Winter means the start of colder weather, and for many older pets, that can mean the start of trouble with arthritis.

What is Arthritis?

Arthritis is a disease condition that affects the joints, either individually or generally.  The smooth cartilage lining the joints wears down and the production of the lubricating 'oil' (synovial fluid) is less than it should be.  In dogs, arthritis is particularly common in the hips and knees especially in older dogs of the larger breeds.

What are the signs of Arthritis?

  • Pain or stiffness when getting up, especially after a rest.
  • Difficulty in climbing steps, getting into the car or even just jumping up on you!
  • Laziness and no interest in playing or walks.
  • Pain is worse in the morning and after sleeping or resting.

Can Arthritis be treated?

Yes!! The good news is that we can help our pets.  There are basic things you can do like keeping your pets warm in winter and not allowing them to sleep on cold concrete.  A fit pet is better able to cope than an overweight pet as well.

There are a number of treatments that can be used to alleviate pain in dogs.

In this article we will cover :

  • Non steroidal anti-inflammatory drugs
  • Cartrophen
  • Dietry Additives

 

 

Pet insurance is becoming more and more popular in Australia. It offers you peace of mind as it covers some or all of the treatment costs if you pet was ever involved in an accident or suffers a sudden serious illness. There is no equivalent of Medicare for pets so often treatment costs exceed what an equivalent problem would cost for a human patient.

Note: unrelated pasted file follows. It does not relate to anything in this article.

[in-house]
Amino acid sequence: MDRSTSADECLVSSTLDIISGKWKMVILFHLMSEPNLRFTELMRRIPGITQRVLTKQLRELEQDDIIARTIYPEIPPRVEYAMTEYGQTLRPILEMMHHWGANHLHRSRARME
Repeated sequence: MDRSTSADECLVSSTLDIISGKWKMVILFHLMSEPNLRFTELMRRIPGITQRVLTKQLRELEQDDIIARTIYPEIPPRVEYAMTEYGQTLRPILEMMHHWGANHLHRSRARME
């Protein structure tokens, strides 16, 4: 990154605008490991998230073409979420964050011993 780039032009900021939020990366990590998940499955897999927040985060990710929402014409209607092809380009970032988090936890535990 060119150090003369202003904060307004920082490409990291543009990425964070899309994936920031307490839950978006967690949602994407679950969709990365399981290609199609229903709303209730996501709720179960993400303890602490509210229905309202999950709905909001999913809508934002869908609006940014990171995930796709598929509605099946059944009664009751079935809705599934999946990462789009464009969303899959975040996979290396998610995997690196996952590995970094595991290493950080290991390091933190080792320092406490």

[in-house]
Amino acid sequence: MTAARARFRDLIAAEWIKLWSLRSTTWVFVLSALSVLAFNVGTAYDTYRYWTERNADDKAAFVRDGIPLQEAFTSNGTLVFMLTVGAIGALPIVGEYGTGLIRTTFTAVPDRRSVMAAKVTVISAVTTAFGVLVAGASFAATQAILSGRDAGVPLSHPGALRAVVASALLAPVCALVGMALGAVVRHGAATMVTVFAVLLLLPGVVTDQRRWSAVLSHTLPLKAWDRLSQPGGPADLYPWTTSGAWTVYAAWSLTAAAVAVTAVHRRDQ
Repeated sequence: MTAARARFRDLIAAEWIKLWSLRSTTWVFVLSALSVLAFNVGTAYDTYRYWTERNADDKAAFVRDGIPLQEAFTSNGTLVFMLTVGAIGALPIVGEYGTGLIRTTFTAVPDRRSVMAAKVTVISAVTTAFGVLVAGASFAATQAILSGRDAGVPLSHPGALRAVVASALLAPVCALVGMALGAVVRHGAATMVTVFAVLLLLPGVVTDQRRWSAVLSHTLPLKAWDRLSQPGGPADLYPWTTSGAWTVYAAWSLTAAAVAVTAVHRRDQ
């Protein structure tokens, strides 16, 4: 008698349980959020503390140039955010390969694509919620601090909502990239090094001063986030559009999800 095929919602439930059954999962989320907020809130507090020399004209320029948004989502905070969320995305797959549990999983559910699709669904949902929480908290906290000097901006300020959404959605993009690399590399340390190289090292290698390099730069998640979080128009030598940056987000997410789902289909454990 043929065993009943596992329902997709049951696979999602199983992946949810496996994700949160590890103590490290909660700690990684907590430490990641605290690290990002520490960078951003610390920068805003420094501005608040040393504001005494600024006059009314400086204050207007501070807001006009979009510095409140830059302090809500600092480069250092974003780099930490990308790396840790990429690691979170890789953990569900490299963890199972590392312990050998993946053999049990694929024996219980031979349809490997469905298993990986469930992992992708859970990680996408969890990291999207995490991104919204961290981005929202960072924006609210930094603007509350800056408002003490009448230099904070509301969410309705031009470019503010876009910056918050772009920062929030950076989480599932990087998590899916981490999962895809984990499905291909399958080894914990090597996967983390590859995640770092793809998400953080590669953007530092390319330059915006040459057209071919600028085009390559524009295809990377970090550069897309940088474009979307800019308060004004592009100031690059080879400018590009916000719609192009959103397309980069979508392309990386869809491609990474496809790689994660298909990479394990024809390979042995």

Some surgeries such as repair of fractures, or exploratory surgery (particularly if it's after hours) can add up to thousands of dollars and that does not even include the recovery and aftercare treatment. It is a heartbreaking situation to have to choose between the health of your pet and financial constraints. So for peace of mind we strongly recommend your pet is insured.

There are now many companies that offer pet insurance so it is worth doing your research and selecting a package that suits you and your pets individual situation. You need to consider the claim excess amount, proportion of treatment costs covered, annual claim limit, age restrictions, pre-existing illness exclusions and policy costs.

We highly recommend pet insurance and encourage you to discuss it with us at your next visit.

Easter should be a time for celebration, but unfortunately every Easter we see at least one or two dogs suffering from chocolate toxicity- (in fact, we even had one last Halloween!). Mind you, it's often due to accidental ingestion.

Just like us, dogs love the taste of chocolate and dogs seem to have a particularly keen nose for finding chocolate in the house if left unguarded. Kids are particularly good at leaving their Easter eggs where they can easily be scavenged out.

Chocolate contains theobromine and caffine, both of which are toxic to dogs. The dogs most commonly affected are usually puppies and young adults, as they are most likely to indulge and rapidly consume large amounts. Also, the effects of chocolate are dose related, so the smaller the dog the less he needs to eat to be affected.

It is safe to say that chocolate as a whole is not recommended for pets, however cooking or dark chocolate contain higher levels of theobromine and so are proportionally more toxic.

Signs may not be seen for a few hours and death can occur within 12- 36 hours of an overdose.

There is no antidote for chocolate toxicity, however if we see your dog within the first two hours after eating the chocolate we can induce vomiting to reduce the amount absorbed into the body.

So all family members can enjoy a safe and happy holiday, please refrain from giving your dog chocolate eggs this Easter. What about a nice meaty bone instead?

While you, "Slip, Slop, Slap" and seek shade this summer, make sure the family's favourite tail wagger is sun-safe too!  Dogs are the pets most at risk of heat exhaustion, because summer can make their natural cooling system less effective.